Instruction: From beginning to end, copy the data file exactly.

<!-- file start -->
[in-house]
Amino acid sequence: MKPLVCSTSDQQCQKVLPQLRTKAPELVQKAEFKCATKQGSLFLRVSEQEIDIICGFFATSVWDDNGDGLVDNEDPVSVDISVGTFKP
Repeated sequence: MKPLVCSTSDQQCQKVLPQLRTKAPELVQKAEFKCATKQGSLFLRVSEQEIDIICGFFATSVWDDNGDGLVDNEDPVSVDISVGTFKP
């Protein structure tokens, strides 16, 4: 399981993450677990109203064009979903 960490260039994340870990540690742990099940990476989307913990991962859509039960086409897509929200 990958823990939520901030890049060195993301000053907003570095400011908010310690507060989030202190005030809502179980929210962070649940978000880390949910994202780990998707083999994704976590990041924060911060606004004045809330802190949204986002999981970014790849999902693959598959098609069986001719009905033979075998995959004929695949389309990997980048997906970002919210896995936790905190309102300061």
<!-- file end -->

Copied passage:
[in-house]
Amino acid sequence: MKPLVCSTSDQQCQKVLPQLRTKAPELVQKAEFKCATKQGSLFLRVSEQEIDIICGFFATSVWDDNGDGLVDNEDPVSVDISVGTFKP
Repeated sequence: MKPLVCSTSDQQCQKVLPQLRTKAPELVQKAEFKCATKQGSLFLRVSEQEIDIICGFFATSVWDDNGDGLVDNEDPVSVDISVGTFKP
């Protein structure tokens, strides 16, 4: 399981993450677990109203064009979903 960490260039994340870990540690742990099940990476989307913990991962859509039960086409897509929200 990958823990939520901030890049060195993301000053907003570095400011908010310690507060989030202190005030809502179980929210962070649940978000880390949910994202780990998707083999994704976590990041924060911060606004004045809330802190949204986002999981970014790849999902693959598959098609069986001719009905033979075998995959004929695949389309990997980048997906970002919210896995936790905190309102300061």